Greg Russo is not going to get the chance to fulfill his entire dream. But a part of it is better than nothing.
Russo, who graduated from Lake Mills High School in 2003, spent two tours of duty in Iraq with the Wisconsin Army National Guard. He joined the University of Wisconsin football team in the spring, at the age of 25. It amounted to a lengthy audition, with a chance to earn a walk-on spot for this season.
While Russo has rejoined the Badgers, the NCAA has likened him to a transfer student. That means he can practice but not play in any games.
“He’ll never get on the field,” UW coach Bret Bielema said after practice on Thursday. “But he was very passionate about (returning).”
Russo originally attended UW-Whitewater with the intention of playing football there, although he never joined the team. He joined the military instead, serving six years in the Guard, including four years of active duty. He spent about 21 months in Iraq, with his first deployment in 2005.
It took a lot of paperwork and conversations with the NCAA to determine Russo’s status. Athletes are normally given a five-year window to use their four years of eligibility, which started for Russo when he enrolled at Whitewater eight years ago. But time spent in the military does not count toward the five years.
At one point, Bielema sat down with Russo, intent on telling him it wasn’t going to work out. But Russo was so passionate about wanting to be on the team, he changed Bielema’s mind.
“He basically said to me, this dream was something he used to motivate him when he was in Iraq,” Bielema said. “I wasn’t going to take away that dream. I’d love to let him go out and run for one play.”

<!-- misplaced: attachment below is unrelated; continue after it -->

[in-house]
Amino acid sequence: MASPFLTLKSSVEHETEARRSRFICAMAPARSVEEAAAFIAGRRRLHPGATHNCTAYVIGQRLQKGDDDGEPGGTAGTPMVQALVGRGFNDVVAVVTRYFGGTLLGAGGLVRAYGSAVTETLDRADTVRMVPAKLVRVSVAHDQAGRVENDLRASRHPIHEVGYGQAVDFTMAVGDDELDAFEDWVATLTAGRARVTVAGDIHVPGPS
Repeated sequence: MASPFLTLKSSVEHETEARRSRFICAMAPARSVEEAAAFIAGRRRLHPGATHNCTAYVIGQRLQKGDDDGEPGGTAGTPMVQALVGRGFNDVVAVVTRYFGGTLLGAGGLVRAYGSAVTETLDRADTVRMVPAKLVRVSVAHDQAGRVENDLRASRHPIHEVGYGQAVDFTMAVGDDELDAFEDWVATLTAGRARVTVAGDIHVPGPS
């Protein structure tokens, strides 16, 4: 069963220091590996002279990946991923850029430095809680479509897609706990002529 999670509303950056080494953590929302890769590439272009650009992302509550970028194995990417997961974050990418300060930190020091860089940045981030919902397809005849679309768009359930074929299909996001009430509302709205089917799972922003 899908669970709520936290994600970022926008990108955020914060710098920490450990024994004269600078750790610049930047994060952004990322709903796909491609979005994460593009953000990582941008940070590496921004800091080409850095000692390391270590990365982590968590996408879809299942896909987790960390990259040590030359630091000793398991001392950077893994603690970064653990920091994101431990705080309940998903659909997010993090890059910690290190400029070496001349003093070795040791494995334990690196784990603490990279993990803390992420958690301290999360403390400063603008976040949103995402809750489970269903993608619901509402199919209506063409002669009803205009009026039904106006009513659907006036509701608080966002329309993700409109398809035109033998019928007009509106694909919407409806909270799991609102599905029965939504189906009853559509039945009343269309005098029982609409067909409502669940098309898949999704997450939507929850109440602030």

But Bielema knows he can’t do that, since it would mean forfeiting the game, for using an ineligible player.
Bielema had to do some adjusting with the 120-player roster, to find a spot for Russo, who arrived as a linebacker, but will work with the scout team as a defensive end.
“Our players really took to him and really liked what he did,” Bielema said.
Strength coach Ben Herbert kept telling Bielema over the summer that nobody on the team worked harder than Russo. So, while Russo will get the chance to be a part of the team, he won’t fulfill his dream of playing in a game.
“He’ll get a lot out of this,” Bielema said. “Sometimes, that stuff goes way beyond any victory or anything along (those) lines.”
Oregon State starting running back Malcolm Agnew will miss the game at UW on Saturday due to a hamstring injury, Beavers coach Mike Riley said after practice on Thursday.
Agnew, who rushed for 223 yards in the opener, has not been able to run since suffering the injury in practice on Tuesday. He will not make the trip and will remain home to receive medical treatment.
UW sophomore linebacker A.J. Fenton, who missed almost the entire preseason camp and the first game with a hamstring injury, is expected to play.
Fenton was pushing for playing time on defense in the spring. He could get some work on defense and will also take part on two special teams.
“He was a guy that played in (a prep) all-star game at quarterback, he played safety, he never really played linebacker, but had really taken to (linebackers coach Dave Huxtable’s) coaching pretty well and was on the verge,” Bielema said.
“He’s probably our fastest linebacker, so to get him out there would be a huge asset.”
Starting left guard Travis Frederick (knee) is still not expected to play, but he did return to practice.
Redshirt freshman Marcus Trotter aggravated his hamstring injury, so redshirt freshman Josh Harrison will be the backup middle linebacker.
Freshman running back Melvin Gordon was banged up during the week but has recovered and is expected to play.